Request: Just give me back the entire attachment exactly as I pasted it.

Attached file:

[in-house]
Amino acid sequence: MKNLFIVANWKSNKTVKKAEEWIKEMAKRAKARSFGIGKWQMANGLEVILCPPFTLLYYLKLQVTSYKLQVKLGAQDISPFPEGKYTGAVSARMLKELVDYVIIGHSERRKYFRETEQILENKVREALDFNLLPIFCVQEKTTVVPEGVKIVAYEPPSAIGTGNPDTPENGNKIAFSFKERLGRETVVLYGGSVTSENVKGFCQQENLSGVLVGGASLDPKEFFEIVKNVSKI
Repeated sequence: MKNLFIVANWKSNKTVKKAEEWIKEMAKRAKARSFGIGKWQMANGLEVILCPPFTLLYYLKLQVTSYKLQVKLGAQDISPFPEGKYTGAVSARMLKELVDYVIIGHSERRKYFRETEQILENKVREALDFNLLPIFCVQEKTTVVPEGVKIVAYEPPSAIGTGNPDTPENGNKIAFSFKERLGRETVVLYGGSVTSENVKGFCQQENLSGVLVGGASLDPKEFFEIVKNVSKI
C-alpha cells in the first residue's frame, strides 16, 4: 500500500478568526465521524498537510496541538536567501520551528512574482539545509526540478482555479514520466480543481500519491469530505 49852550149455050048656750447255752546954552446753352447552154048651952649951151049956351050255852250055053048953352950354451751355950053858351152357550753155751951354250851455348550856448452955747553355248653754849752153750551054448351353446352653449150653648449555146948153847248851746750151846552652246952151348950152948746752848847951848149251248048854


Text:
[in-house]
Amino acid sequence: MKNLFIVANWKSNKTVKKAEEWIKEMAKRAKARSFGIGKWQMANGLEVILCPPFTLLYYLKLQVTSYKLQVKLGAQDISPFPEGKYTGAVSARMLKELVDYVIIGHSERRKYFRETEQILENKVREALDFNLLPIFCVQEKTTVVPEGVKIVAYEPPSAIGTGNPDTPENGNKIAFSFKERLGRETVVLYGGSVTSENVKGFCQQENLSGVLVGGASLDPKEFFEIVKNVSKI
Repeated sequence: MKNLFIVANWKSNKTVKKAEEWIKEMAKRAKARSFGIGKWQMANGLEVILCPPFTLLYYLKLQVTSYKLQVKLGAQDISPFPEGKYTGAVSARMLKELVDYVIIGHSERRKYFRETEQILENKVREALDFNLLPIFCVQEKTTVVPEGVKIVAYEPPSAIGTGNPDTPENGNKIAFSFKERLGRETVVLYGGSVTSENVKGFCQQENLSGVLVGGASLDPKEFFEIVKNVSKI
C-alpha cells in the first residue's frame, strides 16, 4: 500500500478568526465521524498537510496541538536567501520551528512574482539545509526540478482555479514520466480543481500519491469530505 49852550149455050048656750447255752546954552446753352447552154048651952649951151049956351050255852250055053048953352950354451751355950053858351152357550753155751951354250851455348550856448452955747553355248653754849752153750551054448351353446352653449150653648449555146948153847248851746750151846552652246952151348950152948746752848847951848149251248048854